Joint Commission: MRI accidents increase

The Joint Commission of Oakbrook Terrace, IL, has issued an alert warning that MRI accidents are on the rise, and has urged hospitals and other healthcare facilities to take steps to prevent them.

The U.S. Food and Drug Administration has received nearly 400 reports of MRI-related accidents over the past decade. Over 70% of these were burns, while 10% occurred when metal objects became "missiles" when pulled into the scanner's magnetic field. The Joint Commission alert noted that no accidents occur in the vast majority of the more than 10 million MRI scans performed each year in the U.S.

The increase in accidents is attributed to various factors, including the greater field strength of newer magnets, the increasing number of interventional applications, and more sedated and anesthetized patients.

Heating accidents can arise from improper positioning of a patient during an exam or incorrect settings on the MRI for a particular scan. Implants, such as pacemakers and aneurysm clips, can become dangerous if and when patients are exposed to either static or time-varying magnetic fields. Steel and other metal objects also can become airborne when brought into an MRI room and are drawn into the scanner.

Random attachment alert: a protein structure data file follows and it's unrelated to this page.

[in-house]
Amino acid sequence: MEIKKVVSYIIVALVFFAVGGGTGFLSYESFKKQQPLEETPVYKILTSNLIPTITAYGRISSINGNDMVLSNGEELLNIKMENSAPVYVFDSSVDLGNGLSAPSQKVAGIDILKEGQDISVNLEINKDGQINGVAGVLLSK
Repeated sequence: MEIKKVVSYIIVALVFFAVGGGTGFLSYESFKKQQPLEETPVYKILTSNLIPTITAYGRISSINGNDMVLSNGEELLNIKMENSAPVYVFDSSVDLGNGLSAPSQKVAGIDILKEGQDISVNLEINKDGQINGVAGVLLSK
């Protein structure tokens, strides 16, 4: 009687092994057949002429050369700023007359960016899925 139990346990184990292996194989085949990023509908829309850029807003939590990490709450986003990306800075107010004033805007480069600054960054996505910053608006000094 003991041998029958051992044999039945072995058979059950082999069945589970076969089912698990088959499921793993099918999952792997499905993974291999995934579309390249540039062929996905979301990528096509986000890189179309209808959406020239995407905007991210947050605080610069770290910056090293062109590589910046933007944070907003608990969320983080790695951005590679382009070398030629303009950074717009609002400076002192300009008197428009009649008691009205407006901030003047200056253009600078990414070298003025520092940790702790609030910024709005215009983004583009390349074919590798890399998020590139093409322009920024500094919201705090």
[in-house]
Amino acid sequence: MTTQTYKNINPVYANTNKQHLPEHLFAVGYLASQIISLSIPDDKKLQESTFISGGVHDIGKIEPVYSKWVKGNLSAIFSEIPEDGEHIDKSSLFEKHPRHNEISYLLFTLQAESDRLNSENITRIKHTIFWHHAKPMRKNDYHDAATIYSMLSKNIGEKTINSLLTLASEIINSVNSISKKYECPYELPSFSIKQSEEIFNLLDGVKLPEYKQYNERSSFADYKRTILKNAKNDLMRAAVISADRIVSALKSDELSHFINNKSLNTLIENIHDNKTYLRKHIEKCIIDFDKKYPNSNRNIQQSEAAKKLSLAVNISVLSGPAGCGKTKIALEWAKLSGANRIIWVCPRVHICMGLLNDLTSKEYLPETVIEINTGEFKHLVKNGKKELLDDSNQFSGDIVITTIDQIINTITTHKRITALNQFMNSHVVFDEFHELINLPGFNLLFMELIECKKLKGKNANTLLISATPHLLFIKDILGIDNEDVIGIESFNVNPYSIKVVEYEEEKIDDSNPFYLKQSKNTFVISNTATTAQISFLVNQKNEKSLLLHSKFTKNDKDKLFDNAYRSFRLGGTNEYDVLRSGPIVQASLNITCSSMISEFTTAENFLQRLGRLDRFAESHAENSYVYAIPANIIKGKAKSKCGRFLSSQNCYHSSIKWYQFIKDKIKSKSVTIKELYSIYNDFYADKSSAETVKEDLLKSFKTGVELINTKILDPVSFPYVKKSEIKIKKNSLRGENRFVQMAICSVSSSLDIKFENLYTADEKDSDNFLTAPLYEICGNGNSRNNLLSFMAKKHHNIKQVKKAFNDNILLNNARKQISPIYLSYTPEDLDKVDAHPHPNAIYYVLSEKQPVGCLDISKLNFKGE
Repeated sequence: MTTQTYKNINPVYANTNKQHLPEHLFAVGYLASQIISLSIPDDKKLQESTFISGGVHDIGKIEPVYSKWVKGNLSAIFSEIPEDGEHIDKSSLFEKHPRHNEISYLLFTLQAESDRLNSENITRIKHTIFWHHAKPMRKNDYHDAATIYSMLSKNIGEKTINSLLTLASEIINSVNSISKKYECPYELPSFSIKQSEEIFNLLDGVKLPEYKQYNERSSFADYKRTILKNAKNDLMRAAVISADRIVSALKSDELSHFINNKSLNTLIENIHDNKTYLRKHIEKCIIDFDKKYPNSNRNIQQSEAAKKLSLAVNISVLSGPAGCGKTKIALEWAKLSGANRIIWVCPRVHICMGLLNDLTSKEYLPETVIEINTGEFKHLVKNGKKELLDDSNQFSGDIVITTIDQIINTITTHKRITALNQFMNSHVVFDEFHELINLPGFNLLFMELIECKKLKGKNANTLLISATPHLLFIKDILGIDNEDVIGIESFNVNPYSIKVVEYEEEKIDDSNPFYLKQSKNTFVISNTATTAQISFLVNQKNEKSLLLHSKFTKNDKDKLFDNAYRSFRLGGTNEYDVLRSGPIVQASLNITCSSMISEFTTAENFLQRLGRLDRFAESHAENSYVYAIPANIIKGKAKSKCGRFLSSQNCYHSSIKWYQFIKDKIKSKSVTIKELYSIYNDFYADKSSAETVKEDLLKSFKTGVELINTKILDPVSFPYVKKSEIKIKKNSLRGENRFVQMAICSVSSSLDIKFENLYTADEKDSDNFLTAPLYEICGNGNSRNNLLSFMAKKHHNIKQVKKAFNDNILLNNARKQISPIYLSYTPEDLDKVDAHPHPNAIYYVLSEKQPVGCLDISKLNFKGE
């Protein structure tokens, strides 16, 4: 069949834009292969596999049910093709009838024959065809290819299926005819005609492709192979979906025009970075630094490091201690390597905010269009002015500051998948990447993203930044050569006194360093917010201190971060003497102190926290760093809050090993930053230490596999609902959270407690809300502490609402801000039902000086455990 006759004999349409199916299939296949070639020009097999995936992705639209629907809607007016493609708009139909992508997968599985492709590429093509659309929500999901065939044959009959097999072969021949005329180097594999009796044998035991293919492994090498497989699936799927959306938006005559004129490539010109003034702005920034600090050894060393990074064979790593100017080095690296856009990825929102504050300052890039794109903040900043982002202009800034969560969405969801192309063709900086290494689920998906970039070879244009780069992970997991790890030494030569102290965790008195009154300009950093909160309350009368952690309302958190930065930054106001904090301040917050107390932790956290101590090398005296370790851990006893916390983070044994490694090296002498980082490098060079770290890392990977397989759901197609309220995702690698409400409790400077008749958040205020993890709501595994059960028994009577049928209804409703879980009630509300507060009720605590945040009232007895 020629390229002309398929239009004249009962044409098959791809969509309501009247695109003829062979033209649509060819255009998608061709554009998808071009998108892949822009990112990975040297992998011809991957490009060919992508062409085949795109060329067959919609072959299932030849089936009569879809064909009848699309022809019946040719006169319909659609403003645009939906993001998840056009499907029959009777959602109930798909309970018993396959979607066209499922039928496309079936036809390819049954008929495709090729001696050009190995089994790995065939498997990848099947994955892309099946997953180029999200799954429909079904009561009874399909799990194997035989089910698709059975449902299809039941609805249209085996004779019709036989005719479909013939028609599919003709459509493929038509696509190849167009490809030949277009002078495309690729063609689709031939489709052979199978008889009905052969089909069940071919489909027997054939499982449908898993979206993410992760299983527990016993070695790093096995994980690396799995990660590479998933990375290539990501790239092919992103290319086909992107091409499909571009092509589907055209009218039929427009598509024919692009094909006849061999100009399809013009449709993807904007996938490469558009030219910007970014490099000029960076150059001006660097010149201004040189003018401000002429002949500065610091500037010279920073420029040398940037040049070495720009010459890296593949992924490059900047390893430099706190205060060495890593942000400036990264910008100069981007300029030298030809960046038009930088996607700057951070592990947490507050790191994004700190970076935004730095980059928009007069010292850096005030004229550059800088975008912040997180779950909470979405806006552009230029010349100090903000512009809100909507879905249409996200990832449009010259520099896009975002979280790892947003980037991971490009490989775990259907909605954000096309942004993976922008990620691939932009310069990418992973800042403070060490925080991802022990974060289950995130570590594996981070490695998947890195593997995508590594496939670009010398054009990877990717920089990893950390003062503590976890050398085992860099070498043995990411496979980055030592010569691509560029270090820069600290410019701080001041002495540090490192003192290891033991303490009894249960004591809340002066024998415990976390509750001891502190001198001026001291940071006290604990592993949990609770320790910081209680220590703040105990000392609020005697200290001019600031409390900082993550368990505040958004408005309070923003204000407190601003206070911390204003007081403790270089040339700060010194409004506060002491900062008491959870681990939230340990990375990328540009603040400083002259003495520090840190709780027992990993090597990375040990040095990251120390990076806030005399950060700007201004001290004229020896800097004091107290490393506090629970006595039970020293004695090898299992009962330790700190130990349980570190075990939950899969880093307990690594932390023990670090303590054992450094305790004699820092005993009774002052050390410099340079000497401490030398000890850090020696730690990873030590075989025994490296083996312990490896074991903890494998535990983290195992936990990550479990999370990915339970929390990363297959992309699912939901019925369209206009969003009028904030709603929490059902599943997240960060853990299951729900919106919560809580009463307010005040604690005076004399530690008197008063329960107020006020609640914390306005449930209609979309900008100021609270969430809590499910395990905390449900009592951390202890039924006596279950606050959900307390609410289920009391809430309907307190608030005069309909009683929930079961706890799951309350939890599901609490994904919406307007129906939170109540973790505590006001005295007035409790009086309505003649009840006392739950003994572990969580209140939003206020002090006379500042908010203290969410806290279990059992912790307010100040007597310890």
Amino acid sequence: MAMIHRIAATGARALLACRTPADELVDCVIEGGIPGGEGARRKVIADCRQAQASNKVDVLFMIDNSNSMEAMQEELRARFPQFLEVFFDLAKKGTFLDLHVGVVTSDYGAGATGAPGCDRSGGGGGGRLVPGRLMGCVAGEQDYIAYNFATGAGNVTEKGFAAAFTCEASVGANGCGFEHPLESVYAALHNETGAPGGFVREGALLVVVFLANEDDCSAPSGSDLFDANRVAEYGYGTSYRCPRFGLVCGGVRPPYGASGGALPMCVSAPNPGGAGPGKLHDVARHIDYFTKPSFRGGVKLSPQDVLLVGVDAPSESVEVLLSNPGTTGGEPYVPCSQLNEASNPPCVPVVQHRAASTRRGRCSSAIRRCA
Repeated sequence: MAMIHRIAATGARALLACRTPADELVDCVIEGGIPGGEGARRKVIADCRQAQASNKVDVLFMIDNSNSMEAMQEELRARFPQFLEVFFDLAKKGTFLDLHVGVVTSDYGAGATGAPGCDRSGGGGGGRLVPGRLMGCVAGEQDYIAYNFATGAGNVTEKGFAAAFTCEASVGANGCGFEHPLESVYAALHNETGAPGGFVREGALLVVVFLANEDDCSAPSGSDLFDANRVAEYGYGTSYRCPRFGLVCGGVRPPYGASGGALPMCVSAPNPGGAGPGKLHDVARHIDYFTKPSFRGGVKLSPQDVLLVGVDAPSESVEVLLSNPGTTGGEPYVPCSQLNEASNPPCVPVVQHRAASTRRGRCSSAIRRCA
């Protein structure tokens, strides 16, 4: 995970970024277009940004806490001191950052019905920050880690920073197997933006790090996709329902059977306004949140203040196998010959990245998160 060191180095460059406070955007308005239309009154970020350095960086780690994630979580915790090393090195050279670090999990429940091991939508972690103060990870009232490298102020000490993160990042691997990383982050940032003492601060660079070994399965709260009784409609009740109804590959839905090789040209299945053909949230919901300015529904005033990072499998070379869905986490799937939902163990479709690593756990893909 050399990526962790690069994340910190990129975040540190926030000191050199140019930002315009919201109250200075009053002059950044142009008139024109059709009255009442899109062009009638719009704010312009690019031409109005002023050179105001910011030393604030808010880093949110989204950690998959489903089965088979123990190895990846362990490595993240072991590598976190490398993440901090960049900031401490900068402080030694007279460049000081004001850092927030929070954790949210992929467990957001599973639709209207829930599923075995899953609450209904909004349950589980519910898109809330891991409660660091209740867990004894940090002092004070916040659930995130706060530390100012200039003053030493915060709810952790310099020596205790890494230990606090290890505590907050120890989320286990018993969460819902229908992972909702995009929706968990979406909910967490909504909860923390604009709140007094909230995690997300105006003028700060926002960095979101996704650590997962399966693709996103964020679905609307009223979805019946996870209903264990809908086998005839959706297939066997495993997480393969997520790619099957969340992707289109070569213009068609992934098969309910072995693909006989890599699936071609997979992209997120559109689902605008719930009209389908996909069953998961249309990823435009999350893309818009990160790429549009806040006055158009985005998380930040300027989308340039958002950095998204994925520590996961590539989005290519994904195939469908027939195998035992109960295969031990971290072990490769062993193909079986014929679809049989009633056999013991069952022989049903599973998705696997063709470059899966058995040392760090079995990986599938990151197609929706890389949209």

The Joint Commission recommends that healthcare providers take a number of steps to reduce MRI-related injuries; the recommendations can be viewed at the organization's Web site.

Related Reading

Civil trial in Colombini MR-related death set for March November 14, 2007

Joint Commission MR safety surveys: Moving past the fire extinguisher, August 29, 2007

MR guidelines: Elevating standards of practice and care, May 10, 2007

Did the MRI community learn from the Colombini tragedy? July 28, 2005

MR accident results in child's death, July 31, 2001

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